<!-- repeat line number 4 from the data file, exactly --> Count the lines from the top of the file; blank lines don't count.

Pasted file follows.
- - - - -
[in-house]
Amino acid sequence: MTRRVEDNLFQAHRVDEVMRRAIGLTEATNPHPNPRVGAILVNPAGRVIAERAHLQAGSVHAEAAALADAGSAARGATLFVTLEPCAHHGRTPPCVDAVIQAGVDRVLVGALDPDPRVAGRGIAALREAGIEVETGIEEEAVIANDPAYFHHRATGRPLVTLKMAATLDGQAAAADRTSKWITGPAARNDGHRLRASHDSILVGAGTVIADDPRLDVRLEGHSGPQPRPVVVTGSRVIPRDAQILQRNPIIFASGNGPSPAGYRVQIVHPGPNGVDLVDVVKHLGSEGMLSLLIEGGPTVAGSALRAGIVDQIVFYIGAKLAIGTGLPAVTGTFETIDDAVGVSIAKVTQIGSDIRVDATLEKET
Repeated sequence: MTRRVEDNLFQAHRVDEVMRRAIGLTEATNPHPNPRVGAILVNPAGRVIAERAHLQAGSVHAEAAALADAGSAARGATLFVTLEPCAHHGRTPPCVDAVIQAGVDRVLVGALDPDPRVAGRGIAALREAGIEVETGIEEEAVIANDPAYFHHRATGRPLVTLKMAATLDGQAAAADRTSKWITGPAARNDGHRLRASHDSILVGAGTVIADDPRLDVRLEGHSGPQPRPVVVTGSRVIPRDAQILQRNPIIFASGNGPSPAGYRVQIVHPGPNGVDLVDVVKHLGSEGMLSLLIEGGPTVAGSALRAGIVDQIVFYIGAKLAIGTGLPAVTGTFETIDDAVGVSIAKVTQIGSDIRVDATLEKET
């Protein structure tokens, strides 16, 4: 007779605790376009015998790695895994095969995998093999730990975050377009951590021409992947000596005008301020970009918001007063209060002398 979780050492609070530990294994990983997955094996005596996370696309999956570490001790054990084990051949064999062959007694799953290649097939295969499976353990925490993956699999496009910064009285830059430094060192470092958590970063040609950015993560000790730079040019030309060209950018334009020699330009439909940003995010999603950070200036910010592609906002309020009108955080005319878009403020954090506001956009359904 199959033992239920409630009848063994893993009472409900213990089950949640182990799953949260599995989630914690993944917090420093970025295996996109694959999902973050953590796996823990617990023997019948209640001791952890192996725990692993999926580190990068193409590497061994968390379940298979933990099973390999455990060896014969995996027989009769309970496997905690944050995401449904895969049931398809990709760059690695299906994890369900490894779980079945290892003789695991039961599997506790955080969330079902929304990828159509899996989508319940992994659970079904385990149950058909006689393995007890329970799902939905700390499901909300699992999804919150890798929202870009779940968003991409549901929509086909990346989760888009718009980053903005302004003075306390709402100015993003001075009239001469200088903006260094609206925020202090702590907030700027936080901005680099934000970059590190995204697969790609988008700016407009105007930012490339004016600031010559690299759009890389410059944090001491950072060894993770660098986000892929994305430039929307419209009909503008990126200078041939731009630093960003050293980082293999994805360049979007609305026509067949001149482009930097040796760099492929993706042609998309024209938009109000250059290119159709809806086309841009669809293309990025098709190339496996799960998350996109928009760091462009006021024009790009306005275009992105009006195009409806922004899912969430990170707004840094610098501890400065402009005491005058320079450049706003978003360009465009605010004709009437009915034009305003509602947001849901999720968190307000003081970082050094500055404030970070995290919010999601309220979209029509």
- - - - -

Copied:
């Protein structure tokens, strides 16, 4: 007779605790376009015998790695895994095969995998093999730990975050377009951590021409992947000596005008301020970009918001007063209060002398 979780050492609070530990294994990983997955094996005596996370696309999956570490001790054990084990051949064999062959007694799953290649097939295969499976353990925490993956699999496009910064009285830059430094060192470092958590970063040609950015993560000790730079040019030309060209950018334009020699330009439909940003995010999603950070200036910010592609906002309020009108955080005319878009403020954090506001956009359904 199959033992239920409630009848063994893993009472409900213990089950949640182990799953949260599995989630914690993944917090420093970025295996996109694959999902973050953590796996823990617990023997019948209640001791952890192996725990692993999926580190990068193409590497061994968390379940298979933990099973390999455990060896014969995996027989009769309970496997905690944050995401449904895969049931398809990709760059690695299906994890369900490894779980079945290892003789695991039961599997506790955080969330079902929304990828159509899996989508319940992994659970079904385990149950058909006689393995007890329970799902939905700390499901909300699992999804919150890798929202870009779940968003991409549901929509086909990346989760888009718009980053903005302004003075306390709402100015993003001075009239001469200088903006260094609206925020202090702590907030700027936080901005680099934000970059590190995204697969790609988008700016407009105007930012490339004016600031010559690299759009890389410059944090001491950072060894993770660098986000892929994305430039929307419209009909503008990126200078041939731009630093960003050293980082293999994805360049979007609305026509067949001149482009930097040796760099492929993706042609998309024209938009109000250059290119159709809806086309841009669809293309990025098709190339496996799960998350996109928009760091462009006021024009790009306005275009992105009006195009409806922004899912969430990170707004840094610098501890400065402009005491005058320079450049706003978003360009465009605010004709009437009915034009305003509602947001849901999720968190307000003081970082050094500055404030970070995290919010999601309220979209029509």